Nestlé backed up that statement with this ruthless move at the World Water Forum.
Across the globe, Nestlé is pushing to privatize and control public water resources.
Nestlé’s Chairman of the Board, Peter Brabeck, has explained his philosophy with “The one opinion, which I think is extreme, is represented by the NGOs, who bang on about declaring water a public right. That means as a human being you should have a right to water. That’s an extreme solution.”
Since that quote has gotten widespread attention, Brabeck has backtracked, but his company has not. Around the world, Nestlé is bullying communities into giving up control of their water. It’s time we took a stand for public water sources.
Tell Nestlé that we have a right to water. Stop locking up our resources!
At the World Water Forum in 2000, Nestlé successfully lobbied to stop water from being declared a universal right — declaring open hunting season on our local water resources by the multinational corporations looking to control them. For Nestlé, this means billions of dollars in profits. For us, it means paying up to 2,000 percent more for drinking water because it comes from a plastic bottle.
Now, in countries around the world, Nestlé is promoting bottled water as a status symbol. As it pumps out fresh water at high volume, water tables lower and local wells become degraded. Safe water becomes a privilege only affordable for the wealthy.
In our story, clean water is a resource that should be available to all. It should be something we look after for the public good, to keep safe for generations, not something we pump out by billions of gallons to fuel short-term private profits. Nestlé thinks our opinion is “extreme”, but we have to make a stand for public resources. Please join us today in telling Nestlé that it’s not “extreme” to treat water like a public right.
Tell Nestlé to start treating water like a public right, not a source for private profits!
“… because of course we’re all prejudiced … but racism is about the power of a group and in America it’s white folks who have that power. How? Well, white folks don’t get treated like shit in upper-class African-American communities and white folks don’t get denied bank loans or mortgages precisely because they are white and black juries don’t give white criminals worse sentences than black criminals for the same crime and black police officers don’t stop white folk for driving while white and black companies don’t choose not to hire somebody because their name sounds white and black teachers don’t tell white kids they’re not smart enough to e doctors and black politicians don’t try some tricks to reduce the voting power of white folks through gerrymandering and advertising agencies don’t say they can’t use white models to advertise glamorous products because they are not considered ‘aspirational’ by the ‘mainstream.’”—Chimamanda Ngozi Adichie, Americanah, explaining racism and white privilege so well that even white people (myself included) can understand it (via akmarik)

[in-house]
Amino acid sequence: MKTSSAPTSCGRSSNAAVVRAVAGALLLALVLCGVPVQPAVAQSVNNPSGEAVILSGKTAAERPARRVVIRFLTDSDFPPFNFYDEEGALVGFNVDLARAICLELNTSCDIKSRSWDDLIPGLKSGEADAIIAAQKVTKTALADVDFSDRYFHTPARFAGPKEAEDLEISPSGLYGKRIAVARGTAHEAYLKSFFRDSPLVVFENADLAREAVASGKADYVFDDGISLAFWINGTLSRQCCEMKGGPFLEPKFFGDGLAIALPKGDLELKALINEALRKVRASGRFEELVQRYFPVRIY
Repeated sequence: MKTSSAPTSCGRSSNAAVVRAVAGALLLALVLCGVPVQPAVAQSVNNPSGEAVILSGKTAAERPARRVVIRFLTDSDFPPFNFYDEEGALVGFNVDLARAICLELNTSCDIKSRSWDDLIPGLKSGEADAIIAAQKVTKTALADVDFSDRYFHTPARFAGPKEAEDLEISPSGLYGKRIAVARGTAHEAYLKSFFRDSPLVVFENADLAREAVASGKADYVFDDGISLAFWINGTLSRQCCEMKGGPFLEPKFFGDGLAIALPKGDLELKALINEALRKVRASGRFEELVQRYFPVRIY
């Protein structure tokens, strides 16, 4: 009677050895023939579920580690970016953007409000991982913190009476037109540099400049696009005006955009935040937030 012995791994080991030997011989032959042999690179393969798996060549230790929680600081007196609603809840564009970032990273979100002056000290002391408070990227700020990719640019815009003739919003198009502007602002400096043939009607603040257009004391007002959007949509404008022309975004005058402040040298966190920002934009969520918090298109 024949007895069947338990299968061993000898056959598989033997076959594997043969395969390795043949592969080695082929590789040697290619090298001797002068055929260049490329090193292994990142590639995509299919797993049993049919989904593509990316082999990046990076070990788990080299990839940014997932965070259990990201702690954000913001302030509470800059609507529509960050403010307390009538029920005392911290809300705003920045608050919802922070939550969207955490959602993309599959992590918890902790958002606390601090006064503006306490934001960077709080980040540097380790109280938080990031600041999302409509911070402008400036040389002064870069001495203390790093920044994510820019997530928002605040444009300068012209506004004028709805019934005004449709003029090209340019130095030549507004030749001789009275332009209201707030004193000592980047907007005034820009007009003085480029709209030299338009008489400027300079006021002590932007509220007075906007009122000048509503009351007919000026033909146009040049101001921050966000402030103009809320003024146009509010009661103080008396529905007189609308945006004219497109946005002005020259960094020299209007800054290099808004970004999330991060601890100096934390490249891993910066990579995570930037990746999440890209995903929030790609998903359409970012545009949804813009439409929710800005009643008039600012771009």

“You don’t detect any traps on the chest. In fact, you’re not even sure what a chest is anymore. You think maybe the whole chest is just one big bear trap? You are terrified of the chest.”—(via outofcontextdnd)
Ever play a 5 player star battle? Its the only time a player gets great board advantage and some of the other players say, "not my problem", in fact that might be a good summary or catch phrase for star battles.
The school all the mods for this blog go to has a pretty big Magic fanbase so this is a pretty common line of thought. Of course “I have a field wipe on hand” also became a necessity because of how often big games occur.
No! I found a way to get more easily obtain transparent planeswalker images but I’m so tired I completely fucked up Tezzeret’s. Like it’s a mess of spelling errors and template disasters. I thought I was done! But Bolas keeps pulling me back in!